#4) Exercise regularly By exercise, I'm talking about both physical and mental exercise. Physical exercise directly contributes to increased brain function because it reinforces neural connections in your brain, which in turn improves memory and learning capability. Mental exercises such as working on crossword puzzles will also help to keep your cognitive function in top shape. (Use it or lose it, folks!)
#5) Eat plenty of superfoods and nutritional supplements There's a lot that belongs in this category, so I'll highlight some of the primary superfoods that recent studies have found play a role in preventing Alzheimer's.
Researchers last year found that the amino acid Acetyl-L-Carnitineprevents brain tau protein strands from tangling. Stress and excitotoxins like MSG can cause brain tangles that are believed to cause cognitive decline, but Acetyl-L-Carnitine effectively stops the process. Acetyl-L-Carnitine is found naturally in grass-fed meats, nuts, beans, legumes, vegetables and fruits. It can also be purchased as a nutritional supplement.
To sum it all up, you don't have to give in to the fatalistic views of the mainstream sick-care industry which believes there is no way to prevent disease (other than drugs, of course). To arrive at such a conclusion, you'd have to nearly lose your mind and forget about all the supporting evidence showing how superfoods and lifestyle changes can not merely prevent Alzheimer's Disease but actually help reverse it!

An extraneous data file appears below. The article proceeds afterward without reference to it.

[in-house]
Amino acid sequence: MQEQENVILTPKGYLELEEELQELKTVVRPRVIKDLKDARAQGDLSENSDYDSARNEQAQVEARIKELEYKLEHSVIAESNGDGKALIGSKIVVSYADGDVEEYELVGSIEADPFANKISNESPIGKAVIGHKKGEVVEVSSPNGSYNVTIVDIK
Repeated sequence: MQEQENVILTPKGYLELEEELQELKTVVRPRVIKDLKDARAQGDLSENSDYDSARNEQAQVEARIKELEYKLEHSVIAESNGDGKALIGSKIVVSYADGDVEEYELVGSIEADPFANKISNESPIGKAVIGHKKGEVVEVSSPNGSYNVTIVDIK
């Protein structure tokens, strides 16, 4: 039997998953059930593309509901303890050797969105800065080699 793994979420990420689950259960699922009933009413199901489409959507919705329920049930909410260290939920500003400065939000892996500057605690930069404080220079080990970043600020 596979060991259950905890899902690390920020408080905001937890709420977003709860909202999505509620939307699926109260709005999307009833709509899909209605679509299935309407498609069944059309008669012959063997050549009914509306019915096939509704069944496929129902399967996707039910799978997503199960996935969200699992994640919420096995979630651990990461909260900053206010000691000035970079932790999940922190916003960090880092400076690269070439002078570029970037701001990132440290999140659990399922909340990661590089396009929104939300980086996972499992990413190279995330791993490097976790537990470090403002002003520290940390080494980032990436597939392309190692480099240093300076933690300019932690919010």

I'm beginning to think that the researchers who announced "Alzheimer's cannot be prevented" were, themselves, suffering from Alzheimer's. See, this is the problem with researchers in mainstream medicine: They take too many pharmaceuticals and end up destroying their brain function.
That's why they all seem so incredibly insane to the rest of us who eat healthy diets and retain full, sensible brain function.
And for all of us who practice healthy eating and healthy lifestyle decision making, Alzheimer's is a degenerative condition that's readily preventable.
Check out the hilarious conflicting titles of these two news reports: